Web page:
Desktop Laser Cutter for Metal: Sad News…

If you’re like me and many of your creative ideas have become more and more ambitious (involving materials like aluminum business cards, metal toys, metal tags, etc.), you’ve probably wondered if desktop laser cutting machines are powerful enough to cut very heavy duty materials like steel or other kinds of metals.

I did a little bit of digging into this issue, and I have to admit that what I found didn’t exactly instill a lot of confidence (I’ll explain what I mean shortly).

So, are there any smaller desktop cutting machines out there that are capable of cutting through metals with precision? All of the desktop laser cutting machines that I’ve seen are only capable of etching and engraving the surfaces of metals without actually cutting all the way through it. The machines that actually are capable of cutting all the way through metal are going to be extremely bulky, large, industrial workhorses way too large to fit on a typical desktop. They are most often used for commercial purposes and designed to cut large volumes, with extremely powerful lasers.

This means that inevitably you will need to make some sort of trade-off: either you can decide to get a bona fide desktop device that can etch or engrave designs merely on the sufaces of metal, or you can mortgage one of your appendages for an industrial machine too large, powerful, and cumbersome to fit on a desk.

If you do decide to purchase a desktop machine, they do seem to be more than capable of cutting any number of materials that are not as thick and therefore will not be any trouble for the lasers on your machine, given their wattage, to slice through completely (wood, paper, plastics, leather, etc.).

It’s even possible to engrave or etch some really neat designs on the back of a laptop or other mobile device without damaging it.

Desktop laser cutting machines are already expensive enough relatively speaking as they will typically run you at least 10 times as much is vinyl cutting machines, but if your needs require one (and you’re perhaps planning on using a machine chiefly for business purposes, a large workhorse may not necessarily be such a horrible idea).

Why Don’t Available Desktop cutters cut through metal?

So now we know that desktop laser cutters generally do not cut completely through metal although they are perfectly fine at dealing with other materials that are much thinner. However, naturally, the next question you’re probably wondering is why on earth don’t they just simply make a machine capable of cutting the metal?

Technology is evolving at a breakneck pace, so I wouldn’t be surprised if eventually we will start to see some extremely powerful desktop machines capable of doing the equivalent work that industrial machines can do today. For the time being, there are power and physical limitations that are not so easily circumvented.

For the most part it’s all going to boil down to power, speed, and efficiency.

There are two main types of lasers that are used machines today commonly that are of concern to us:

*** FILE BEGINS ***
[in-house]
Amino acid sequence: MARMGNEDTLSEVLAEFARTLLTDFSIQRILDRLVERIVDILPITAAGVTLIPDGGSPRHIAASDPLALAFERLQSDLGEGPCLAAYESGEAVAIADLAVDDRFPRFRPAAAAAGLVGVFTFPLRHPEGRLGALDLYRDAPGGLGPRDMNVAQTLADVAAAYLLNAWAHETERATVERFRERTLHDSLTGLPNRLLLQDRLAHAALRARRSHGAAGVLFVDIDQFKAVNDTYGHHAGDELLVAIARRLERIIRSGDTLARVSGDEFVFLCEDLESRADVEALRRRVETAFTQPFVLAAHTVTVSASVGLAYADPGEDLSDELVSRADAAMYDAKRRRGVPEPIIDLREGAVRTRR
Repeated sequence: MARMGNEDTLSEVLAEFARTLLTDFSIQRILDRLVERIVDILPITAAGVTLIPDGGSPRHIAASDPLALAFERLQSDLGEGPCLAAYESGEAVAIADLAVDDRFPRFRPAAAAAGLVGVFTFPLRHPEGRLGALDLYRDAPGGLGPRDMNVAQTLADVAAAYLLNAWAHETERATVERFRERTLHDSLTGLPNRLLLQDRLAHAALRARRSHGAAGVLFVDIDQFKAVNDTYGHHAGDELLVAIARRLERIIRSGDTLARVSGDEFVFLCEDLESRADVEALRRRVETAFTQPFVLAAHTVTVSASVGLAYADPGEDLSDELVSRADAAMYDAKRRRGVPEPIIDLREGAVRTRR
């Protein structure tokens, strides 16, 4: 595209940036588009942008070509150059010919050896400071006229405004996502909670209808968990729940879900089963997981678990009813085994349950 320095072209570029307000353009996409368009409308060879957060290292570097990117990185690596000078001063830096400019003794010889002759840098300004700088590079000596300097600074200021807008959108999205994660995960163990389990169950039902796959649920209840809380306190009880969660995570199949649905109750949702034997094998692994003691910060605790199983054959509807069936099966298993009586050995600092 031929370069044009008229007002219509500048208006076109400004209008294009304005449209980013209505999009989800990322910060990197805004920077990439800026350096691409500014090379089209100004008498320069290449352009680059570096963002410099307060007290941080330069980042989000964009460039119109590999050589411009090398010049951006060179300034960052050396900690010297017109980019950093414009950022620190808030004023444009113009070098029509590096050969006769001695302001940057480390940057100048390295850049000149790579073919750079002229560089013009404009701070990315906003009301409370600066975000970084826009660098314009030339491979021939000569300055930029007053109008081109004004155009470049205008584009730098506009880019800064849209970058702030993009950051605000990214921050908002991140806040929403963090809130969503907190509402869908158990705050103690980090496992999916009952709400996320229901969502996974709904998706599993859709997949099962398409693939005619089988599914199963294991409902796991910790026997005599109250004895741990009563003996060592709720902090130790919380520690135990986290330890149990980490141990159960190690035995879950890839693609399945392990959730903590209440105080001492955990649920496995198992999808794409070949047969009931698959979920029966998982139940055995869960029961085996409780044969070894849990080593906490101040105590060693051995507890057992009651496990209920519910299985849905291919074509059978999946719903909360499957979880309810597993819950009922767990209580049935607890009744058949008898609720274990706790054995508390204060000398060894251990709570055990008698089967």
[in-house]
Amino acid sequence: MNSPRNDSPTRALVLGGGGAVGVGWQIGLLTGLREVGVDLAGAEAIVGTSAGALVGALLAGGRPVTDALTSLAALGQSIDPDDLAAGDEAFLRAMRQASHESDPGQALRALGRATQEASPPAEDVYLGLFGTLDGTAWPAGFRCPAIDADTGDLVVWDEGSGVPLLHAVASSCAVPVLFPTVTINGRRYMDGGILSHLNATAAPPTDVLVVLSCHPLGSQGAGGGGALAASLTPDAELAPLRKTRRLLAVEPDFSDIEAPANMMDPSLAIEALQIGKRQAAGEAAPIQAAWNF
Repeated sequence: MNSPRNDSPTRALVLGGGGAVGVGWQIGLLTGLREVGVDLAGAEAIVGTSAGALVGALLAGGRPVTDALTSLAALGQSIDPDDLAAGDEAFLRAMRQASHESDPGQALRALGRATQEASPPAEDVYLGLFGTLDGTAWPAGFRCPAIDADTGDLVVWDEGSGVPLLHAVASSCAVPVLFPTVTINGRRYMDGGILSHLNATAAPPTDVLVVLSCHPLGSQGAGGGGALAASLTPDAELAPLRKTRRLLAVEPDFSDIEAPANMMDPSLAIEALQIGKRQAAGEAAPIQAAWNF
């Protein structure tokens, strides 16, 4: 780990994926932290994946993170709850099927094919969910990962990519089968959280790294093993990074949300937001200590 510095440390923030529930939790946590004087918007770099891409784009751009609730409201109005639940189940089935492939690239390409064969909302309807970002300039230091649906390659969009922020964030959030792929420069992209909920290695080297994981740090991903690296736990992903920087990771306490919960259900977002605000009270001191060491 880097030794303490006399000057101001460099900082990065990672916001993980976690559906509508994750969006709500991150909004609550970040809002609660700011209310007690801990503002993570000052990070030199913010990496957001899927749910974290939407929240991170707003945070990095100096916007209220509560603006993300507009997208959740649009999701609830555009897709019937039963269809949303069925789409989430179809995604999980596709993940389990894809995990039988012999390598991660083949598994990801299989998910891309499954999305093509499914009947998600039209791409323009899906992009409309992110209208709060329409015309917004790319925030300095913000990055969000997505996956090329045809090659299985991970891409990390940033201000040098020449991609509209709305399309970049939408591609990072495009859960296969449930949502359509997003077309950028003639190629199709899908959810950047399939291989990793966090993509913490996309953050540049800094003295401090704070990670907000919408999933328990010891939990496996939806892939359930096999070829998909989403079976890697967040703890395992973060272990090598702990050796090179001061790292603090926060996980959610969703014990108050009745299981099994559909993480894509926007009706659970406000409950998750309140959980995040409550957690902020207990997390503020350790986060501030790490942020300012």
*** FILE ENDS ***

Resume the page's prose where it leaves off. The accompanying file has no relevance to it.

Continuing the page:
• fiber
  • CO2.

I could spend quite a bit of time getting into all the technical knowledge and minutiae, but I won’t wear you down with all the details.

Just know this: with fiber lasers you get a beam that is usually narrower, involves no moving parts or mirrors, has lower maintenance costs, and probably most importantly, is more efficient electrically.

CO2 lasers, on the other hand, tend to work better with thicker materials, and also work faster in straight lines although they tend to be a lot slower and involve more maintenance costs.

My guess is that CO2 lasers are cheaper to manufacture as well because the desktop machines i’ve reviewed seem to employ this kind of laser, but I’m not 100% positive on this.

Lasers work by directing a very thin, powerful beam of light, sometimes as thin as a human hair, with a system of mirrors and lenses onto a surface vaporising, melting, or burning material away.

Desktop laser cutting machines just simply aren’t powerful enough to cut through the thicknesses of many metals used in most projects.

If you’re concerned about energy consumption in your home, you probably wouldn’t want a more powerful machine anyway. Desktop laser cutters are usually operating around 40-45 W, and that’s only powerful enough to engrave the surface of metal but not sliced through it completely.

A cutting machine capable of cutting more than perhaps a few millimeters deep will probably have to rely on higher wattage lasers, plasma, or water jets rather than traditional lasers in order to cut. 

Plasma cutters are extremely power-consuming, large machines used for industrial purposes.

This definitely would not be of any use to the average hobbyist.

Desktop Laser Machines That Are Available

As I already mentioned, I haven’t seen any desktop laser cutters that are capable of cutting completely through metal. However, there are a few laser cutting and etching machines I like that are currently available and can fit on an average desktop.


Honestly, I find it a bit strange that they’ve marketed these machines as “3D laser printers.” These neither actually “print” anything a la a traditional printer nor do they work in true 3D like a 3D printer complete with plastic filaments and everything.